Beer popularityThe most popular alcoholic drink in Latin America is, by far, beer. Corona (Mexico), Skol (Brazil), and Águila (Colombia) are the most valuable beer brands in the region, and craft beer is becoming increasingly popular. The market value of Latin American craft beer exceeded 12 billion U.S. dollars in 2022 and is expected to keep growing.
South American winesWine is another alcoholic beverage widely consumed in South America. Chile and Argentina are the biggest producers and have become recognized as worldwide powerhouses. Argentinian wine is mainly produced in the province of Mendoza, especially the red varietal “Malbec”, which is globally known as Argentina’s signature wine.
In Chile, some of the most grown red varietals include Cabernet Sauvignon and Merlot. Chilean white wines are also worldly acclaimed, with Sauvignon Blanc and Chardonnay being some of the favorites among wine connoisseurs.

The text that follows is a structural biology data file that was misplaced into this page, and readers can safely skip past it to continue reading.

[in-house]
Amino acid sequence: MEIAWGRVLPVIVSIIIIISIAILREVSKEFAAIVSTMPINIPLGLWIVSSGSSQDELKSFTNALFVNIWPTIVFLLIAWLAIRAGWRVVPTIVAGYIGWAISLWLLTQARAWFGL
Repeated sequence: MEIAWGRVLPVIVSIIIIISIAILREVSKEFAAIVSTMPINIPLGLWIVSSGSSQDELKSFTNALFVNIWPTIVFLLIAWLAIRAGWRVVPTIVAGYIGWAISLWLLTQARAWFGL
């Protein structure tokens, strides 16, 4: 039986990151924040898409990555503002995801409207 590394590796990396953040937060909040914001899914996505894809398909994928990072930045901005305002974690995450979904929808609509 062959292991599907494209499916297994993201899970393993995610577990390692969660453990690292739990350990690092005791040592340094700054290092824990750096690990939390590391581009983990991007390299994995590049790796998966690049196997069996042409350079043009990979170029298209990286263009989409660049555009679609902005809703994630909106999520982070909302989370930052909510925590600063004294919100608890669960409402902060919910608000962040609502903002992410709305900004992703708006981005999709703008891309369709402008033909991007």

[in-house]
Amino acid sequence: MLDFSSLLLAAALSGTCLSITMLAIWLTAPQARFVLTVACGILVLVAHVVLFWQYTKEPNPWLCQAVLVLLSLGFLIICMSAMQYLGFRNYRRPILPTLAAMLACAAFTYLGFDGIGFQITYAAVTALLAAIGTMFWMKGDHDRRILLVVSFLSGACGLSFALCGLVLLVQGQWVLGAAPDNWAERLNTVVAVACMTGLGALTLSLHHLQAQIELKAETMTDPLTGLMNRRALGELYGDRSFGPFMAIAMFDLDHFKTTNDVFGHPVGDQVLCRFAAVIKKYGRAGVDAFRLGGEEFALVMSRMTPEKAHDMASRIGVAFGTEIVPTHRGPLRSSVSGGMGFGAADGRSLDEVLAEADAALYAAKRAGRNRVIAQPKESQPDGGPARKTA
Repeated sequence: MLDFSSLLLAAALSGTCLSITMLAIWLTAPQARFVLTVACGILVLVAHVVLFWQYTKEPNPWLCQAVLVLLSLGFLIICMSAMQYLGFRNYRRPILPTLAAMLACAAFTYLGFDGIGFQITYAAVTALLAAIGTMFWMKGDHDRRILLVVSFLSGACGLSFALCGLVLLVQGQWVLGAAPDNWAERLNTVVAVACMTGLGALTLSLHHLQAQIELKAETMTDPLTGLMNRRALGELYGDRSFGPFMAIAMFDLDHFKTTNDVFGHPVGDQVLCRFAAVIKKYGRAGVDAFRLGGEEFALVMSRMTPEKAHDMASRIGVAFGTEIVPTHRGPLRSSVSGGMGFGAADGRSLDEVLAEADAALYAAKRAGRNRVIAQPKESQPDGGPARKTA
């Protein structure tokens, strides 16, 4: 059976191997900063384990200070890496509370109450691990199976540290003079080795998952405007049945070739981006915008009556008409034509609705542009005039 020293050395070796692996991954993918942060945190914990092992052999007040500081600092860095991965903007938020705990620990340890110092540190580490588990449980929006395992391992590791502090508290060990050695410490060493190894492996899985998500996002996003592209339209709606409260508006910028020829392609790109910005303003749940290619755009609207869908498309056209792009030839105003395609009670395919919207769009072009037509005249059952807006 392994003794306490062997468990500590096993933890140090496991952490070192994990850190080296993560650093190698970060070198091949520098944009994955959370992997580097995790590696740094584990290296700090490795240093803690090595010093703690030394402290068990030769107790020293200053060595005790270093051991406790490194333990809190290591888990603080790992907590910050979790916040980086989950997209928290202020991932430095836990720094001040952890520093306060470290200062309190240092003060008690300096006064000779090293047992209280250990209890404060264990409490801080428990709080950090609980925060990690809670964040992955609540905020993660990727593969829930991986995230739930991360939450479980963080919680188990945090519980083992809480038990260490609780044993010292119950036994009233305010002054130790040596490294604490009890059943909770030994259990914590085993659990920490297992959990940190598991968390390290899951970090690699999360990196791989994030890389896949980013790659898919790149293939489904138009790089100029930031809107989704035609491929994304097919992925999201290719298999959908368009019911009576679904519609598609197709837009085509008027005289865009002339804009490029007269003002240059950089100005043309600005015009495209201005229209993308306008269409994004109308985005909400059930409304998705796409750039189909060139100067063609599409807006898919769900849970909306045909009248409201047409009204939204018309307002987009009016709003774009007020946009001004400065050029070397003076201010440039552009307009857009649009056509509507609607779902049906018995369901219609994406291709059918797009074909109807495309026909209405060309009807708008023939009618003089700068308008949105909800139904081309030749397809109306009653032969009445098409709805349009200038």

Local treasuresDespite the popularity of beer and wine, and given the cultural diversity of the region, what particularly shapes the alcoholic beverages market in Latin America is its variety of local liqueurs and spirits. Some of the best-known typically Latin American alcoholic drinks include cachaça, pisco, rum, tequila, and mezcal.
These beverages are produced based on a variety of local ingredients such as sugar cane (cachaça and rum), agave (mezcal and tequila), anise (Colombian aguardiente), and grape (pisco). While most are native to specific Latin American countries such as Brazil (cachaça), Colombia (aguardiente), Mexico (mezcal and tequila), Chile, and Peru (Pisco), others are distinctive of the region on account of their global popularity. Rum, for instance, though produced in different areas in Latin America and the Caribbean, is mainly known as a typically Cuban distillate. Another beverage widely consumed in South America is fernet, a bitter herbal liqueur native to Italy. Particularly in Argentina and Uruguay, it is usually prepared as a cocktail mixed with Coca-Cola.